I've seen the word "curd" used in a few South Asian recipes (like, notably, some "Butter Chicken" recipes). In one video, it kind-of looks like it might be cottage cheese (or something like that), which would make sense given what "curd" means to me in the US (like, "curds and whey"). However, it also may have just been plain yoghurt, or something else.

I've looked through a couple of recipe books and I see no mention of it. For the recipe in question I'm pretty sure that yoghurt would work just fine, but I'm curious.

In the recipe in question, the "curd" is put in a food mill with some garlic, ginger, and peppers, and some spices. Thus, with either cottage cheese or yoghurt, it'd end up more-or-less the same, with possibly more fat and acidity from the yoghurt I guess. (It's a marinade for the chicken so it doesn't seem critical to me.)

4 Answers 4


At the restaurants where I have made butter chicken, we used a very thick yogurt to make it. A Greek yogurt (or even sour cream) would work, provided it wasn't excessively sour.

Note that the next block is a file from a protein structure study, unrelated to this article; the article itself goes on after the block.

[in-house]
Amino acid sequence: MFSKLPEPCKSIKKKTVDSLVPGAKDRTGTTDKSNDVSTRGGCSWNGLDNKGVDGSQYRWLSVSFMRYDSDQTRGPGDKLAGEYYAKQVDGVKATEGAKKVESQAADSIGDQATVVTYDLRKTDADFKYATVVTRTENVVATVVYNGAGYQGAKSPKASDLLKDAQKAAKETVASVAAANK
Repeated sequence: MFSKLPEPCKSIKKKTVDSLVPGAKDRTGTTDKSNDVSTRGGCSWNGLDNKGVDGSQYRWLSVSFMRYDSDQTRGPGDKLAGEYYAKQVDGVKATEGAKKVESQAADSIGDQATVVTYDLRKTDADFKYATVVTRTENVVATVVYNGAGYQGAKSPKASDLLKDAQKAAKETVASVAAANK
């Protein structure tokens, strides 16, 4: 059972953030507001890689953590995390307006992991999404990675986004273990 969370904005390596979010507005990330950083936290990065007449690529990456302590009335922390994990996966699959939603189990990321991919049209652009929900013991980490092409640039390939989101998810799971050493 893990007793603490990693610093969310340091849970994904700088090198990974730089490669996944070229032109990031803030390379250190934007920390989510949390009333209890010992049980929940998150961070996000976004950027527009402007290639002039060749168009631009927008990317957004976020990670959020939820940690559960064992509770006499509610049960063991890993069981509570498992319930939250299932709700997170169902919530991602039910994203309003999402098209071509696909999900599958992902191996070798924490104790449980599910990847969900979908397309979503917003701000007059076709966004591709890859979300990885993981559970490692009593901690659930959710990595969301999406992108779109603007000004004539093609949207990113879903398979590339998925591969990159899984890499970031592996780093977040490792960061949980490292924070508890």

If you're feeling more DIY, you could strain some regular yogurt through a coffee filter to make it a bit thicker and use that.

  • OK, yes I figured it had to be thick yogurt. (Since it's the marinade, and some/most of the recipes I've seen have additional acid there anyway, sourness could probably be balanced.) Thanks!!
    – Pointy
    Commented Aug 5, 2013 at 20:56

In India curd means plain yogurt.


Curd is homemade Yogurt, we call it Dahi in Hindi


Curd in indian curries can be substituted by "PLAIN" Yogurt. (A BIG No to flavored Yogurt).


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